VMware promises enterprise low-cost route to VDI
Virtualisation giant claims moves to cut cost of virtual desktops are starting to pay off
VMware claims the user experience problems and cost barriers that previously put business users off adopting virtual desktops have now been overcome.
The virtualisation giant made the declaration during a press briefing to discuss the imminent launch of its Horizon 6 desktop virtualisation offering.
The product's aim is to provide IT departments with a means of delivering and managing desktops and applications across a wide range of devices in the workplace with ease.
Horizon 6 presents the available applications to end users via an app store-like "unified workspace", so their datacentre-hosted, SaaS-based and locally stored programmes can all be found in one place.
We've got to a situation with the management of physical laptops and associated services where it is comparable or cheaper to run them virtually.
The system supports Windows software, as well as published applications from third-party platforms, including Citrix XenApp.
The storage costs associated with desktop virtualisation are often cited as a barrier to successful deployments, which is an area VMware is hoping to address with this release by bundling in management capabilities for its hypervisor-converged VirtualSAN storage technology.
The vendor agnostic product is designed to automate labour intensive storage tasks and create a centralised storage pool that can be scaled up or out according to user demands. This in turn can reportedly cut over provisioning costs.
Speaking to IT Pro, Alistair Wildman, head of VMware's end user computing unit in EMEA, said this is one of the reasons why demand for VDI is now on the up.
"We've got to a situation with the management of physical laptops and associated services where it is comparable or cheaper to run them virtually," he said.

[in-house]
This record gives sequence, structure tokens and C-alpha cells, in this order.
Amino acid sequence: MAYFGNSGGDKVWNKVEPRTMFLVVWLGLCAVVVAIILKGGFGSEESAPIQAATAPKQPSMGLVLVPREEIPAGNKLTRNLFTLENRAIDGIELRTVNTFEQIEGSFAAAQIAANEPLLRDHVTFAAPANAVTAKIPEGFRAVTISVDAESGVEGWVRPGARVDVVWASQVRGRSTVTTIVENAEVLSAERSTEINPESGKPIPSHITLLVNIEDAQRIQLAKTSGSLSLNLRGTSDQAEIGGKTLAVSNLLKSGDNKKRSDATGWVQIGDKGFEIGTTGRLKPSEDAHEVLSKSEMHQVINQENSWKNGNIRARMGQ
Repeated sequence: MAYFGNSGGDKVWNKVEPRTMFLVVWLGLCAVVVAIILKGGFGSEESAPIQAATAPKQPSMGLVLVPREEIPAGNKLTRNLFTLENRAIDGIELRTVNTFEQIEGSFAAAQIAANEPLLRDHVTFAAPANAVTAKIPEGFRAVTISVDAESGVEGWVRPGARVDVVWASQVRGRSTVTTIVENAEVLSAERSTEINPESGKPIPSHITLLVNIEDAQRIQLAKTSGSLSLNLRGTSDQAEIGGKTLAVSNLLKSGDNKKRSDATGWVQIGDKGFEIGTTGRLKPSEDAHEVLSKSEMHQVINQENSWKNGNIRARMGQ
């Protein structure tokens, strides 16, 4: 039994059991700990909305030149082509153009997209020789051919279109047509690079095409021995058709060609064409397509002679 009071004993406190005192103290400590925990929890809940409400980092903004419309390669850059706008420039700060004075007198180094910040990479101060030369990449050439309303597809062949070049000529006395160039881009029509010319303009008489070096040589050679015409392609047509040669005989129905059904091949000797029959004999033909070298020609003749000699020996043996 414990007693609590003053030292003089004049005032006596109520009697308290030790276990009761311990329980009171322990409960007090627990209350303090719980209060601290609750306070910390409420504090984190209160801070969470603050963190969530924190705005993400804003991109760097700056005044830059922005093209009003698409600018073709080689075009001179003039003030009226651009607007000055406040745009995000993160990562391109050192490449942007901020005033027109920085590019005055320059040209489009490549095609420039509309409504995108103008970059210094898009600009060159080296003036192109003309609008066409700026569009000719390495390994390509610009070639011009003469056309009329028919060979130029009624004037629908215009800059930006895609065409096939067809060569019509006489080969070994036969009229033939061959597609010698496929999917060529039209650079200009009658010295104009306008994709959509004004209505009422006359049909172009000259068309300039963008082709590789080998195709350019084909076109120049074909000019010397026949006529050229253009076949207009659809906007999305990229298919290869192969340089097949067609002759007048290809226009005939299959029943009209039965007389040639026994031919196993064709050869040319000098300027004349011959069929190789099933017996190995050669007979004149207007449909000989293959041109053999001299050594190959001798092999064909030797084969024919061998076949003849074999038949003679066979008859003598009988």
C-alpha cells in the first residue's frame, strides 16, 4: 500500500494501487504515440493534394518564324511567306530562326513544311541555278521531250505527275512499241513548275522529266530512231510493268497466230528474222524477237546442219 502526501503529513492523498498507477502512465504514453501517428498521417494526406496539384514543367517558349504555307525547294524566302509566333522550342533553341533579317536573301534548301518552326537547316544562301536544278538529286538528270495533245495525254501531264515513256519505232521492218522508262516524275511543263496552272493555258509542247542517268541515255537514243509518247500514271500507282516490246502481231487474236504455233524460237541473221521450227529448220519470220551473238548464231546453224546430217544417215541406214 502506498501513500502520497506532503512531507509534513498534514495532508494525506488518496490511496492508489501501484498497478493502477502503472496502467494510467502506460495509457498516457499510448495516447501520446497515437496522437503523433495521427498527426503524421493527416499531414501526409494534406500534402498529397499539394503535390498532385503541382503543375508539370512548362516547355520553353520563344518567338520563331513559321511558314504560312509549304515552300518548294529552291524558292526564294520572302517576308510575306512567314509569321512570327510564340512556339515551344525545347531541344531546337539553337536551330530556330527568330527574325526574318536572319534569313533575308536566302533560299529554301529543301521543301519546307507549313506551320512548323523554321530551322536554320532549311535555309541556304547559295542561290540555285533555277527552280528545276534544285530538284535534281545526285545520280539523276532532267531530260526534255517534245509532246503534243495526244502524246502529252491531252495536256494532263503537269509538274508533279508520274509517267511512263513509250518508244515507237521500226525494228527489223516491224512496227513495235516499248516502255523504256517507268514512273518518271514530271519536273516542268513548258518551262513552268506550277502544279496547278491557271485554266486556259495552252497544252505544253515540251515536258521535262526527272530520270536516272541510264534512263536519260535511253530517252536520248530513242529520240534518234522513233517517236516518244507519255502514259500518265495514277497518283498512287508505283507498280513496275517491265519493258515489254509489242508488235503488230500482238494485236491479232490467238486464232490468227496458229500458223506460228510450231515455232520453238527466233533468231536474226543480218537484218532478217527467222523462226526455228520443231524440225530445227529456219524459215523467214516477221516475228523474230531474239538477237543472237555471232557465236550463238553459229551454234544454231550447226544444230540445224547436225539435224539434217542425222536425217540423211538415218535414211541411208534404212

"If we're going to put products into the market today, they have to be better in terms of functionality and have to give a better TCO to the end user or they're not going to buy them.
"Now we're leveraging the software datacentre, we believe we can provision VDI cheaper than customers can do physically," he added.
Wildman said the reductions in TCO, along with advances in user experience, have created a lot of buzz around the latest Horizon release.
This has been boosted, Wildman claims, by VMware's acquisitions of MDM player Airwatch for $1.54 billion in January and Desktop-as-a-Service vendor Desktone in October.
So much so, the company claims to have around 16,000 people registered to watch a webcast about the product's forthcoming launch later today.
"In terms of launch, this is probably the biggest one we've ever done, in terms of our desktop products," said Wildman.
"Those two acquisitions have really helped the portfolio, [and] there is a really big demand in the market right ow for VDI...because a lot of people are coming out of these big outsourcing contracts...and lots of enterprises have a lot of old technology...and need to do something different."
There will be three versions of Horizon 6 available to buy, including the standard, advanced and enterprise editions, with prices starting from $275.
Managing security risk and compliance in a challenging landscape
How key technology partners grow with your organisationDownload now
Security best practices for PostgreSQL
Securing data with PostgreSQLDownload now
Transform your MSP business into a money-making machine
Benefits and challenges of a recurring revenue modelDownload now
The care and feeding of cloud
How to support cloud infrastructure post-migrationWatch now